The legacy Masekela sowed in New York City during the 1960s remains in the walls of the venues where he played, and in the dust of those that are no longer standing. It's in the records he made in studios and jazz clubs, and on the Manhattan streets where he once posed with a giant stuffed zebra for an album cover. It's a legacy that still lives on in tangible form, too, in the Hugh Masekela Heritage Scholarship at the Manhattan School of Music.

The school is the place where Masekela received his education and met some of the people that would go on to be life-long bandmates and friends, from Larry Willis (who, as the story goes, Masekela convinced to give up opera for piano) to Morris Goldberg, Herbie Hancock and Stewart Levine, "his brother and musical compadre," as Mabusha Masekela, Bra Hugh's nephew says.

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Music

The Fugees Will Be Playing Live Concerts In Ghana & Nigeria

Ready or not.

The legendary Fugees have announced that they will be reuniting for their first shows in 15 years for a string of concerts across North America, Europe and West Africa.

The reunion tour will be celebrating the anniversary of their classic 1996 album, The Score.

Ms. Lauryn Hill, Wyclef Jean and Pras Michel will be embarking on a 12-city global tour, which will have them landing in Nigeria and Ghana for a pair of December show dates — we'll have more details on those to come.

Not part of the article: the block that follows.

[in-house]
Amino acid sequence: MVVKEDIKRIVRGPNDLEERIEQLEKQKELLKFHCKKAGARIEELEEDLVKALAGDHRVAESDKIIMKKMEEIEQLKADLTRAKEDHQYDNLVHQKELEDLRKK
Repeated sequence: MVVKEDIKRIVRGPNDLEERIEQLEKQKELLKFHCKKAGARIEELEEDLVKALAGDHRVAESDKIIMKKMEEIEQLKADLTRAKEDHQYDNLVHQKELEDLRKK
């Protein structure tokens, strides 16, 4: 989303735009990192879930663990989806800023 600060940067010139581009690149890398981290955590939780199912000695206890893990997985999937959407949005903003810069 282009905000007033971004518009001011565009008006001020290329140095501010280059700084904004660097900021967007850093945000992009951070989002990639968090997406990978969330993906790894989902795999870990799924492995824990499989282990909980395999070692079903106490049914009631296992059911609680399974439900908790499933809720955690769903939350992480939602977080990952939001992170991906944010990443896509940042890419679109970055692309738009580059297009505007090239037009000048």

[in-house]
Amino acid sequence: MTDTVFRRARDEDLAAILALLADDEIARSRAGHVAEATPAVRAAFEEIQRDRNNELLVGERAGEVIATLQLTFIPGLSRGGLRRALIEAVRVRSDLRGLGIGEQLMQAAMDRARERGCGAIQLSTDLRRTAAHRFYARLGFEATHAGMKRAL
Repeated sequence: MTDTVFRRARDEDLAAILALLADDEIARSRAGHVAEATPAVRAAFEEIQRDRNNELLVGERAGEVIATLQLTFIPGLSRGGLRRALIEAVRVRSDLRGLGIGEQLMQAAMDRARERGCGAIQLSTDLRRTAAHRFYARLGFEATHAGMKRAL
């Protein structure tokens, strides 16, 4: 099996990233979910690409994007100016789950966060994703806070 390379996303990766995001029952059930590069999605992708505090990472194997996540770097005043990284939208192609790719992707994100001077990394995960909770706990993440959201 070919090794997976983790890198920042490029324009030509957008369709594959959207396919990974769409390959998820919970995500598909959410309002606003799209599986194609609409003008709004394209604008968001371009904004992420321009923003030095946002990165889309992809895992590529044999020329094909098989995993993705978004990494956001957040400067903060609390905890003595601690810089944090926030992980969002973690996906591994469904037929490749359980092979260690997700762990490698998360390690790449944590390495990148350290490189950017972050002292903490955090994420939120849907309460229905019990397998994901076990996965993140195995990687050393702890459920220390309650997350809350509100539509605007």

The tour starts this week with a 'secret' pop-up show at an undisclosed location in New York City on Wednesday (9/22) in support of Global Citizen Live. The rest of the dates will kick-off in November and see The Fugees playing concerts across Chicago Los Angeles, Atlanta, Oakland, Miami, Newark, Paris, London, and Washington DC, before finishing off in Nigeria and Ghana.

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Interview

This Compilation Shines a Light On East African Underground Music

We talk to a few of the artists featured on the Music For the Eagles compilation from Uganda's Nyege Nyege.

Nyege Nyege, a label in Kampala, Uganda is channelling the confidence brimming over a whole continent. Africa is no longer the future. For dance music, its time is right now.

Music For the Eagles is a compilation released in conjunction with Soundcloud to showcase the best new acts that East Africa has to offer outside the mainstream. A new wave of artists firmly blasting non-conformist energy for you to spasm to. Music that takes you places. Otim Alpha's high BPM wedding frenzy of incessant rasping vocals accompanied by feverous violin will have you clawing the walls to oblivion. Anti Vairas' dancehall from a battleship with super galactic intentions doesn't even break a sweat as it ruins you. FLO's beautiful sirens call, is a skittish and detuned nursery rhyme that hints at a yearning for love but reveals something far more unnerving. Ecko Bazz's tough spiralling vocal over sub-bass and devil trap energy is an anthem that can only be bewailed. And Kidane Fighter's tune is more trance-like prayer. These are only some of the highlights for you to shake it out to.

We got to chat with a few of the artists featured on the Music For the Eagles compilation as they took a break from the studio below.